Fashion & Beauty / AnOther Book

Rummaging Through Stephen Jones' Souvenirs

As the renowned milliner's new monograph 'Souvenirs' hits shelves, we speak to him about the collection of personal ephemera that comprises it

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Stephen and his parents, Gordon and Peggy Jones, model for The Daily TelegraphPhotography by Jonathan Root

“I didn’t want to do just another picture book, I wanted to have a good story,” says Stephen Jones of the latest monograph of his work. “If you’re a photographer or a painter, you produce images – but when you put a hat on your head, you are telling a story.” And, aside from charting the renowned milliner’s ascent from London club kid to fashion darling, that is precisely what this new publication offers: a touchingly intimate biography told through an abundant assortment of personal keepsakes, or the eponymous Souvenirs.

Contained within the book’s pages are all of the enchanting ephemera and sartorial paraphernalia that one would expect Jones to have accumulated during his illustrious career – letters from Downing Street and Grace Coddington (who also writes the introduction to the tome), sketches for the likes of John Galliano and Comme des Garçons – but equally important are the mementoes of his life outside high fashion. There are papers and photographs from his Liverpool childhood: school reports and homework diaries (“FREEDOM” is scrawled over the pages of July 1975 in one particularly good notebook), matchbooks from the infamous Blitz club where he debuted his early creations, the invitation to his graduate show at Saint Martins (a slightly battered Smarties box filled with photographs of his classmates, although he discarded those he didn’t like). Then, scraps of fabric samples embellished with sequinned tophats gifted by L’Wren Scott; an ominous portrait of Jones scrawled by his closest collaborator, Kim Bowen, on a Kettner’s tablecloth in 1988; dye tests for a dreadlocked hat for Tina Turner.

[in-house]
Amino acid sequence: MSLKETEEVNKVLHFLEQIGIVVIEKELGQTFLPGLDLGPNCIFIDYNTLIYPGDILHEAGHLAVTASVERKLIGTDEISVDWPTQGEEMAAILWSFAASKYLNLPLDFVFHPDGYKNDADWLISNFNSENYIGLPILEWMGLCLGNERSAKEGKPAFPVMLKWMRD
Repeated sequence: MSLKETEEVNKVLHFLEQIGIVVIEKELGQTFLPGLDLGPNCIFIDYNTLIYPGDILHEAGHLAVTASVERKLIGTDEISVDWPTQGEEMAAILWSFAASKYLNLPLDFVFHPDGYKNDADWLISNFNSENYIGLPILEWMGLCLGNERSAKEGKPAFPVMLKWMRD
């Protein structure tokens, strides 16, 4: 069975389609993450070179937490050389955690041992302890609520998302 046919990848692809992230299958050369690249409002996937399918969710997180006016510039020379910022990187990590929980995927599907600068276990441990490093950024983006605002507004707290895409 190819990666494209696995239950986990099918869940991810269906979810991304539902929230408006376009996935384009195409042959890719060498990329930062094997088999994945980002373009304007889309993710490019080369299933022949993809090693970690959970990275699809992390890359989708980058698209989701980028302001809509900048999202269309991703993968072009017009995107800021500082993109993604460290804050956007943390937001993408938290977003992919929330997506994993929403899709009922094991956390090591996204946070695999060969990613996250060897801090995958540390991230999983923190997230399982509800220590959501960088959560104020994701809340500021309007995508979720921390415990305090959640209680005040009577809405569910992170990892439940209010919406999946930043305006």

“People will buy the book because I’m a hatmaker,” explains Jones. “But it links to everybody. Everybody has a sister, a mother, a birth certificate, a school report.” That’s precisely what makes the book, written by Susannah Frankel with Jones and published this autumn by Rizzoli, so ceaselessly charming: it is a strangely relatable immersion into the life of a boy from Liverpool who happened to end up with an office at Dior. Short of rummaging through someone’s attic, you won’t get such a revealing portrait of a life well lived anywhere else.

Souvenirs, written by Susannah Frankel and with a foreword by Grace Coddington is available from Rizzoli. This article first appeared in AnOther Magazine A/W16.

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